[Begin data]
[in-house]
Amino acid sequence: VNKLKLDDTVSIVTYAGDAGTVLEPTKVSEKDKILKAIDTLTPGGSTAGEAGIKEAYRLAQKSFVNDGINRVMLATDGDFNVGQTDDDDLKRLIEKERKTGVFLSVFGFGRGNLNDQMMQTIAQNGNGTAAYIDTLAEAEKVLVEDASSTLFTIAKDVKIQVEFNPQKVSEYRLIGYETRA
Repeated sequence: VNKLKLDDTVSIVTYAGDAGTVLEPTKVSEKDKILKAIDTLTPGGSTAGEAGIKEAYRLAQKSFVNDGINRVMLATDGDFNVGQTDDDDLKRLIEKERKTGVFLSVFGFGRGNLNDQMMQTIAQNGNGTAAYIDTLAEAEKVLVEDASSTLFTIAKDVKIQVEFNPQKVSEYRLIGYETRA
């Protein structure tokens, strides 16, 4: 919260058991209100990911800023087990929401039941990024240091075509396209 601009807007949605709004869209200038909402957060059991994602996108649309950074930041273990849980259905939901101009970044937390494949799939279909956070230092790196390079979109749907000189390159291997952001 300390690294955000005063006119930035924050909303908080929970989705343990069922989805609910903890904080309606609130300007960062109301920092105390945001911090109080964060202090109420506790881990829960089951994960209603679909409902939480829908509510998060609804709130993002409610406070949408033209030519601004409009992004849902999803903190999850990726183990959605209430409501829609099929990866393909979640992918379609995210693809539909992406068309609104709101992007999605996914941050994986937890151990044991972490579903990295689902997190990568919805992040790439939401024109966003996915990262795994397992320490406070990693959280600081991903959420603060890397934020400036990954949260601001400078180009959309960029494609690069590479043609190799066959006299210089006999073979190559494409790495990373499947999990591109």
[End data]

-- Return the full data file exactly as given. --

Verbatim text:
[in-house]
Amino acid sequence: VNKLKLDDTVSIVTYAGDAGTVLEPTKVSEKDKILKAIDTLTPGGSTAGEAGIKEAYRLAQKSFVNDGINRVMLATDGDFNVGQTDDDDLKRLIEKERKTGVFLSVFGFGRGNLNDQMMQTIAQNGNGTAAYIDTLAEAEKVLVEDASSTLFTIAKDVKIQVEFNPQKVSEYRLIGYETRA
Repeated sequence: VNKLKLDDTVSIVTYAGDAGTVLEPTKVSEKDKILKAIDTLTPGGSTAGEAGIKEAYRLAQKSFVNDGINRVMLATDGDFNVGQTDDDDLKRLIEKERKTGVFLSVFGFGRGNLNDQMMQTIAQNGNGTAAYIDTLAEAEKVLVEDASSTLFTIAKDVKIQVEFNPQKVSEYRLIGYETRA
């Protein structure tokens, strides 16, 4: 919260058991209100990911800023087990929401039941990024240091075509396209 601009807007949605709004869209200038909402957060059991994602996108649309950074930041273990849980259905939901101009970044937390494949799939279909956070230092790196390079979109749907000189390159291997952001 300390690294955000005063006119930035924050909303908080929970989705343990069922989805609910903890904080309606609130300007960062109301920092105390945001911090109080964060202090109420506790881990829960089951994960209603679909409902939480829908509510998060609804709130993002409610406070949408033209030519601004409009992004849902999803903190999850990726183990959605209430409501829609099929990866393909979640992918379609995210693809539909992406068309609104709101992007999605996914941050994986937890151990044991972490579903990295689902997190990568919805992040790439939401024109966003996915990262795994397992320490406070990693959280600081991903959420603060890397934020400036990954949260601001400078180009959309960029494609690069590479043609190799066959006299210089006999073979190559494409790495990373499947999990591109």